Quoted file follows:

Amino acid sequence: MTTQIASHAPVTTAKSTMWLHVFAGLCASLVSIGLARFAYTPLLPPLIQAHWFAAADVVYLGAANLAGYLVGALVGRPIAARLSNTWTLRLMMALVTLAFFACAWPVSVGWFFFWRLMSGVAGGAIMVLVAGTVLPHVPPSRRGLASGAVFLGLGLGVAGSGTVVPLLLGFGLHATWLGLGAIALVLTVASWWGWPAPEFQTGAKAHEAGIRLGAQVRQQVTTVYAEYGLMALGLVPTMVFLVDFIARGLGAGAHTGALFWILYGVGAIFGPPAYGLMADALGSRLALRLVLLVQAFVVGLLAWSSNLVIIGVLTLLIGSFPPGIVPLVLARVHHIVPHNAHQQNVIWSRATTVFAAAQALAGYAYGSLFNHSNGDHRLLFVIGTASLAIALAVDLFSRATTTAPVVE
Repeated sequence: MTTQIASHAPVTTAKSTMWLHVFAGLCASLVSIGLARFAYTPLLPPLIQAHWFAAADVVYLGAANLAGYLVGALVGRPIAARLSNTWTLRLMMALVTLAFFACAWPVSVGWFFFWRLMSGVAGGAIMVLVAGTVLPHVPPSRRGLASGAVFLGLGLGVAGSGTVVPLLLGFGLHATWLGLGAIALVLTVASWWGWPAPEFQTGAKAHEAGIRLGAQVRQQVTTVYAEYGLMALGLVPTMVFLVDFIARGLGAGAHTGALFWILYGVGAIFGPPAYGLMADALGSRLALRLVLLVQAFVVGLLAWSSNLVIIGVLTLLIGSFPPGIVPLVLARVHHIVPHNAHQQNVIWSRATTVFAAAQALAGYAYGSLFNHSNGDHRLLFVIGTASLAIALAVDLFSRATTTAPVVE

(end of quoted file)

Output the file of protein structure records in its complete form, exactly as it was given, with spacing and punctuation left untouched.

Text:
Amino acid sequence: MTTQIASHAPVTTAKSTMWLHVFAGLCASLVSIGLARFAYTPLLPPLIQAHWFAAADVVYLGAANLAGYLVGALVGRPIAARLSNTWTLRLMMALVTLAFFACAWPVSVGWFFFWRLMSGVAGGAIMVLVAGTVLPHVPPSRRGLASGAVFLGLGLGVAGSGTVVPLLLGFGLHATWLGLGAIALVLTVASWWGWPAPEFQTGAKAHEAGIRLGAQVRQQVTTVYAEYGLMALGLVPTMVFLVDFIARGLGAGAHTGALFWILYGVGAIFGPPAYGLMADALGSRLALRLVLLVQAFVVGLLAWSSNLVIIGVLTLLIGSFPPGIVPLVLARVHHIVPHNAHQQNVIWSRATTVFAAAQALAGYAYGSLFNHSNGDHRLLFVIGTASLAIALAVDLFSRATTTAPVVE
Repeated sequence: MTTQIASHAPVTTAKSTMWLHVFAGLCASLVSIGLARFAYTPLLPPLIQAHWFAAADVVYLGAANLAGYLVGALVGRPIAARLSNTWTLRLMMALVTLAFFACAWPVSVGWFFFWRLMSGVAGGAIMVLVAGTVLPHVPPSRRGLASGAVFLGLGLGVAGSGTVVPLLLGFGLHATWLGLGAIALVLTVASWWGWPAPEFQTGAKAHEAGIRLGAQVRQQVTTVYAEYGLMALGLVPTMVFLVDFIARGLGAGAHTGALFWILYGVGAIFGPPAYGLMADALGSRLALRLVLLVQAFVVGLLAWSSNLVIIGVLTLLIGSFPPGIVPLVLARVHHIVPHNAHQQNVIWSRATTVFAAAQALAGYAYGSLFNHSNGDHRLLFVIGTASLAIALAVDLFSRATTTAPVVE